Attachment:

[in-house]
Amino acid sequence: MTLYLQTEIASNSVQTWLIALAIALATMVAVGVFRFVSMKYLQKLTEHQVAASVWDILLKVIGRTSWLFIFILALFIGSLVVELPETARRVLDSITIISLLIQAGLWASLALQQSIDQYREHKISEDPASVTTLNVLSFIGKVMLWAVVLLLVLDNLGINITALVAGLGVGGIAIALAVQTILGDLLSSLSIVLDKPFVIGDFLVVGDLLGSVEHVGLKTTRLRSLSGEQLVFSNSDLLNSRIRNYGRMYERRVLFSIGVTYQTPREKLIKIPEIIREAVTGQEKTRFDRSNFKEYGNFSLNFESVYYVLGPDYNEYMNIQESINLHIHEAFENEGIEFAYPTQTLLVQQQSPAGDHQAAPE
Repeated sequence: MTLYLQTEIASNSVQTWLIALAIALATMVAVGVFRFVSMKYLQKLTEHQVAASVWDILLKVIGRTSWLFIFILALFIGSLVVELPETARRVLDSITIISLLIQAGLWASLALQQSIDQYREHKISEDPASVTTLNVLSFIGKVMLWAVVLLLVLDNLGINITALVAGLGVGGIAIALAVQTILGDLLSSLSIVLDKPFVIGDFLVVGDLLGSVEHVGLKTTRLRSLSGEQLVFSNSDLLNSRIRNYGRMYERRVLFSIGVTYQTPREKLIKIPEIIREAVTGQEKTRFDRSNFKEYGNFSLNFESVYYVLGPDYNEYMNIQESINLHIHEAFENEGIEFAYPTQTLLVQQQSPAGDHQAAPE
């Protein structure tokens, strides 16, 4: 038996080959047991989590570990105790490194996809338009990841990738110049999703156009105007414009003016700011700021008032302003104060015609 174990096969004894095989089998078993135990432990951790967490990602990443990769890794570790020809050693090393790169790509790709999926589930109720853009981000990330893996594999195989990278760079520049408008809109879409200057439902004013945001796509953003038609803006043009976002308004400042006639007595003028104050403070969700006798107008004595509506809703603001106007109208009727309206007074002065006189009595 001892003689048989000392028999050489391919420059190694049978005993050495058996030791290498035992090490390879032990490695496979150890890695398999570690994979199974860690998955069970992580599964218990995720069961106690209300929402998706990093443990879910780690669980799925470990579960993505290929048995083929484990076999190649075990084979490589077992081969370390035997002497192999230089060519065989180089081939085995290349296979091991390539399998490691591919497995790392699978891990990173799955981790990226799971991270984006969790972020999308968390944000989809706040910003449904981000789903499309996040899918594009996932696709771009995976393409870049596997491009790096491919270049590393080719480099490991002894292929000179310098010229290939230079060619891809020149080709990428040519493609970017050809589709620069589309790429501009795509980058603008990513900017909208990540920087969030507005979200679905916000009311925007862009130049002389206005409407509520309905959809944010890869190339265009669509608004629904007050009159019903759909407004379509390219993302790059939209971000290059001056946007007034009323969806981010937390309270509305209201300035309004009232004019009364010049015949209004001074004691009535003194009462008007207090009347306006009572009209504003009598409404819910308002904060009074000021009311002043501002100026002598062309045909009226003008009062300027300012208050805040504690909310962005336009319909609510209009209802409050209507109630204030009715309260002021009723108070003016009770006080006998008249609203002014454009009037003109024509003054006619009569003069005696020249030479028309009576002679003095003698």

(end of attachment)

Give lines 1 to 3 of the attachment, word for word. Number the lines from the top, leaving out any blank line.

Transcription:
[in-house]
Amino acid sequence: MTLYLQTEIASNSVQTWLIALAIALATMVAVGVFRFVSMKYLQKLTEHQVAASVWDILLKVIGRTSWLFIFILALFIGSLVVELPETARRVLDSITIISLLIQAGLWASLALQQSIDQYREHKISEDPASVTTLNVLSFIGKVMLWAVVLLLVLDNLGINITALVAGLGVGGIAIALAVQTILGDLLSSLSIVLDKPFVIGDFLVVGDLLGSVEHVGLKTTRLRSLSGEQLVFSNSDLLNSRIRNYGRMYERRVLFSIGVTYQTPREKLIKIPEIIREAVTGQEKTRFDRSNFKEYGNFSLNFESVYYVLGPDYNEYMNIQESINLHIHEAFENEGIEFAYPTQTLLVQQQSPAGDHQAAPE
Repeated sequence: MTLYLQTEIASNSVQTWLIALAIALATMVAVGVFRFVSMKYLQKLTEHQVAASVWDILLKVIGRTSWLFIFILALFIGSLVVELPETARRVLDSITIISLLIQAGLWASLALQQSIDQYREHKISEDPASVTTLNVLSFIGKVMLWAVVLLLVLDNLGINITALVAGLGVGGIAIALAVQTILGDLLSSLSIVLDKPFVIGDFLVVGDLLGSVEHVGLKTTRLRSLSGEQLVFSNSDLLNSRIRNYGRMYERRVLFSIGVTYQTPREKLIKIPEIIREAVTGQEKTRFDRSNFKEYGNFSLNFESVYYVLGPDYNEYMNIQESINLHIHEAFENEGIEFAYPTQTLLVQQQSPAGDHQAAPE